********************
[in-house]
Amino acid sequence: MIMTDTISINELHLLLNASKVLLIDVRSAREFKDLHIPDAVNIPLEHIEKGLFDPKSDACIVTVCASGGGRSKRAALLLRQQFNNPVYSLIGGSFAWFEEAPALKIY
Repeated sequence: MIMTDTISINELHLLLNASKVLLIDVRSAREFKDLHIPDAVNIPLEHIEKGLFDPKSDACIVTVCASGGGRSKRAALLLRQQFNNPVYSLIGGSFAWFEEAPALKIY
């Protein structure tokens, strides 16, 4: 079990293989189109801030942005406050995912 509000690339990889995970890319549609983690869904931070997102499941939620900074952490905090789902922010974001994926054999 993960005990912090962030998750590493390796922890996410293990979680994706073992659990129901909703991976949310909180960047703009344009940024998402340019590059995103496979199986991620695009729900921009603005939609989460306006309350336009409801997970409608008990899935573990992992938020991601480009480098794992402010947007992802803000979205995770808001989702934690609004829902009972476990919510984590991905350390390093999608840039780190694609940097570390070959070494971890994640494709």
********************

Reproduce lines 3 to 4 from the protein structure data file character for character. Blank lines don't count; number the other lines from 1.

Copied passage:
Repeated sequence: MIMTDTISINELHLLLNASKVLLIDVRSAREFKDLHIPDAVNIPLEHIEKGLFDPKSDACIVTVCASGGGRSKRAALLLRQQFNNPVYSLIGGSFAWFEEAPALKIY
């Protein structure tokens, strides 16, 4: 079990293989189109801030942005406050995912 509000690339990889995970890319549609983690869904931070997102499941939620900074952490905090789902922010974001994926054999 993960005990912090962030998750590493390796922890996410293990979680994706073992659990129901909703991976949310909180960047703009344009940024998402340019590059995103496979199986991620695009729900921009603005939609989460306006309350336009409801997970409608008990899935573990992992938020991601480009480098794992402010947007992802803000979205995770808001989702934690609004829902009972476990919510984590991905350390390093999608840039780190694609940097570390070959070494971890994640494709």